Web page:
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OFCCP comes calling

If you've forgotten OFCCP, they haven't forgotten banking

In the alphabet soup of regulatory agencies that banks should be aware of, the OFCCP has a relatively low profile. That may be changing, as this unit of the U.S. Department of Labor—officially, the Office of Federal Contract Compliance Programs—flexes its muscles and commits to a 20% increase in enforcement activities in 2011.

Banks with more than 50 employees are subject to Executive Order 11246 which requires that federal contractors establish and maintain affirmative action plans for women and minorities, and undertake workforce reporting and other obligations. Banks with more than 50 employees are deemed “federal contractors” because of their federally insured status, the sale of U.S. bonds, and other products and services that link banks inextricably with the federal government. Executive Order 11246 is enforced by OFCCP.

E.O. 11246 was issued by President Jimmy Carter, so it’s been around for a long time. While the annual preparation of an affirmative action plan (AAP) requires careful workforce recordkeeping and some pretty complex number-crunching, many bank HR professionals have absorbed this burden into their routine, or have identified resources (like my firm, Employment Law Compliance) that can help. Over the last decade, very few banks have had their AAPs subjected to the scrutiny of an OFCCP compliance review. However, this is no time to become complacent. Last fall, OFCCP Secretary Patricia Shiu announced a 20% increase in compliance reviews, and, within the last month, she has made two additional moves, signaling how the bite of stepped-up enforcement will be felt.

No more Mr. Nice Guy
 
In a directive posted on the agency’s website on Dec. 8, 2010, the office rescinded Bush-era case management standards. These standards allowed OFCCP investigators to close a compliance review after a brief “desk audit” (review of submitted documents) if the contractor’s AAP and other employment data revealed no signs of “systemic discrimination.” Now, contractors, including banks, can expect OFCCP investigators to pursue the review beyond a desk audit to an onsite investigation including employee interviews, focusing intense scrutiny on all aspects of affirmative action and equal employment opportunity compliance.

A notice published in the Federal Register on Jan. 3 proposes to rescind other Bush-era standards. In 2006, the OFCCP issued guidelines for contractors to conduct voluntary self-evaluations of pay practices, including standards for determining whether systemic compensation discrimination was present. Now the OFCCP says the voluntary guidelines have been “largely unused” and have not been “an effective enforcement strategy.” Instead, the office is establishing new procedures for investigating compensation discrimination through “traditional means.” In other words, banks will no longer be able to self-police pay disparities between white males, and women and minorities doing the same job. The OFCCP will collect compensation data and draw its own conclusions.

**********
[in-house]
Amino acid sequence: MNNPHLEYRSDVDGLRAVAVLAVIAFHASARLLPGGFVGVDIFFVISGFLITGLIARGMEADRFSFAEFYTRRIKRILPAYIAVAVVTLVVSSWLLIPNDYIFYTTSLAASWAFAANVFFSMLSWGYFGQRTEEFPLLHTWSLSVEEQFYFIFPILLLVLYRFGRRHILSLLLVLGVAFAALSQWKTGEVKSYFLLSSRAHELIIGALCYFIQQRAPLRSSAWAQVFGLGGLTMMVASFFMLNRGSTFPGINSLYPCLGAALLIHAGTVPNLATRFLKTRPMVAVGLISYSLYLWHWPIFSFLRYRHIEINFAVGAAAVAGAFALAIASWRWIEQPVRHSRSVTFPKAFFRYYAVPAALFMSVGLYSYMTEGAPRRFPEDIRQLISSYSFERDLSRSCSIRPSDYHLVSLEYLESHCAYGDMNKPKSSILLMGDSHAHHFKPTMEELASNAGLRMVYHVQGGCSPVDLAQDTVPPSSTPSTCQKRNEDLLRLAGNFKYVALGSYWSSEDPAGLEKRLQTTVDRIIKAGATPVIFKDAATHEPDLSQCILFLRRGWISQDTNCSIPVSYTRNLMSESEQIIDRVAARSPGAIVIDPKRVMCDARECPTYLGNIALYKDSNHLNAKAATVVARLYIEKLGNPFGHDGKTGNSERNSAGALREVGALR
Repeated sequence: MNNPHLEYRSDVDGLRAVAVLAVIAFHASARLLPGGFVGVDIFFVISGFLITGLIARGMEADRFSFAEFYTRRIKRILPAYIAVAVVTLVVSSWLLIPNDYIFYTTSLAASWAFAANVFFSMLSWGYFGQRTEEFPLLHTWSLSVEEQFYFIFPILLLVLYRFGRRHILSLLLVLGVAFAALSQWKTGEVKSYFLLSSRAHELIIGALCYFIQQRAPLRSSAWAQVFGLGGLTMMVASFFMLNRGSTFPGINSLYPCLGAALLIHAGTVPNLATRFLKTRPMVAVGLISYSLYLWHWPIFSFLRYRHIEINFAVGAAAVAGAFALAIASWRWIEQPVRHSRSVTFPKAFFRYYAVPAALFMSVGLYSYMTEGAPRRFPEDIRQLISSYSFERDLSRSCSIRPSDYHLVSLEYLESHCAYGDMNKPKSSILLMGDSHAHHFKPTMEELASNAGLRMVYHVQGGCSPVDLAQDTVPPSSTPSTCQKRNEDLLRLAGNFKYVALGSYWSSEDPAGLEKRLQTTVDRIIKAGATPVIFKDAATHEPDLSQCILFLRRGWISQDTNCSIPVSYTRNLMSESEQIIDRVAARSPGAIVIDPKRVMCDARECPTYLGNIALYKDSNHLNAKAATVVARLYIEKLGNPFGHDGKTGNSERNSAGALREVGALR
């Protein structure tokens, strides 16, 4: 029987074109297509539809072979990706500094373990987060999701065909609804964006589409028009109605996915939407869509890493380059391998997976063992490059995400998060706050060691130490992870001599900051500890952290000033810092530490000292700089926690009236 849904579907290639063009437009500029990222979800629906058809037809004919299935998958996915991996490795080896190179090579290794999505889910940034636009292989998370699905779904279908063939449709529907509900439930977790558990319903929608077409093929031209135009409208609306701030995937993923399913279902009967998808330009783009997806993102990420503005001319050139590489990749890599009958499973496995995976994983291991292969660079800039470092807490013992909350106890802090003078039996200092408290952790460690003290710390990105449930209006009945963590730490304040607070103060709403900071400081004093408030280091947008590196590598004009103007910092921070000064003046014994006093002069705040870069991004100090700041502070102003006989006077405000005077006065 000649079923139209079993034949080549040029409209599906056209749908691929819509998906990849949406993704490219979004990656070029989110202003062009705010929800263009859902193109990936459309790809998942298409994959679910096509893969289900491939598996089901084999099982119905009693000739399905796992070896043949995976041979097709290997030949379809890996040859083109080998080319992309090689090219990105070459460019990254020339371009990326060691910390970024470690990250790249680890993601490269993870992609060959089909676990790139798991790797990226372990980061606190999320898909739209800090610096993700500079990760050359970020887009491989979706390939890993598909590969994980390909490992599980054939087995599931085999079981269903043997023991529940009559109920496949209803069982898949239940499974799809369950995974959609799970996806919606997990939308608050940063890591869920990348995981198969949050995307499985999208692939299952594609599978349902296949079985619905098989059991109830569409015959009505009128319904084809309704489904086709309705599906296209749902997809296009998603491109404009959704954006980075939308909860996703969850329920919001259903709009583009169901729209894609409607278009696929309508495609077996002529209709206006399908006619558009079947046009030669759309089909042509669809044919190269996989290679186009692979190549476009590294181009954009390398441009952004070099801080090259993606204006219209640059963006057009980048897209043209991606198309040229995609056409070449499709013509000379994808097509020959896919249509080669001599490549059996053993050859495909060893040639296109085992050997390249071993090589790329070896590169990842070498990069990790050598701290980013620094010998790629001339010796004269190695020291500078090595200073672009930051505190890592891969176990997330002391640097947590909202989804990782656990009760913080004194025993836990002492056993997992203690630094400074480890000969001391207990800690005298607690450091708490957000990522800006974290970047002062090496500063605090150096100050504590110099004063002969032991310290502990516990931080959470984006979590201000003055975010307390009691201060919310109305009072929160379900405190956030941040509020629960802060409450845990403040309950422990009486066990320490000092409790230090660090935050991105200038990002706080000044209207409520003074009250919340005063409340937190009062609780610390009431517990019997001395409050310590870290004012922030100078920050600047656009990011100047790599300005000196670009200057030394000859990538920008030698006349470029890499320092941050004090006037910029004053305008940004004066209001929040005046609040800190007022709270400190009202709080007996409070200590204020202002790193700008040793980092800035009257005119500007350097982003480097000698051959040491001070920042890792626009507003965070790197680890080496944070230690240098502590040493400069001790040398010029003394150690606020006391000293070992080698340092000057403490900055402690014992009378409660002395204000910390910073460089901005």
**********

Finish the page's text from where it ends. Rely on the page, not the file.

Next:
What should a bank do?
 
• First, make sure the bank’s affirmative action plan is complete, current, and available for review, should the OFCCP request it. If you have more than 50 employees and don’t have a current AAP, get one!

• Also make sure that the bank is in compliance with all AAP/EEO reporting and notice requirements. Get help from your employment counsel or other experts if you don’t know what these are.

• Perhaps most importantly, given the focus of these latest moves by the OFCCP, make sure you have adequately documented, legitimate, non-discriminatory reasons for any pay disparities between employees doing substantially the same job. Trying to develop supporting evidence for pay decisions after time has passed is often difficult, if not impossible. While a manager may believe decisions were based on individual employment performance, or market factors operating at the time, unless that reason can be objectively supported, for example, by comparing loan production figures for employees with different pay rates, you risk a finding of discrimination, if the OFCCP comes to call.
Marian Exall

Marian Exall (marian.exall@gmail.com) is an employment lawyer and HR professional with more than 25 years' experience advising banks and other employers on compliance issues. She is a principal and co-founder of Employment Law Compliance, Inc. which provides HR compliance solutions to banks exclusively through the American Bankers Association. She is a frequent speaker and writer on human resources compliance in the banking industry, on association briefings and webinars, and at national and state bankers' association conferences. For more information on this or other employment compliance topics, please call Employment Law Compliance at 866-801-6302 or go to www.employlawcompliance.com.

Marian also writes fiction. Her latest novel is a mystery called A Slippery Slope. For more information and to order, go to www.marianexall.com

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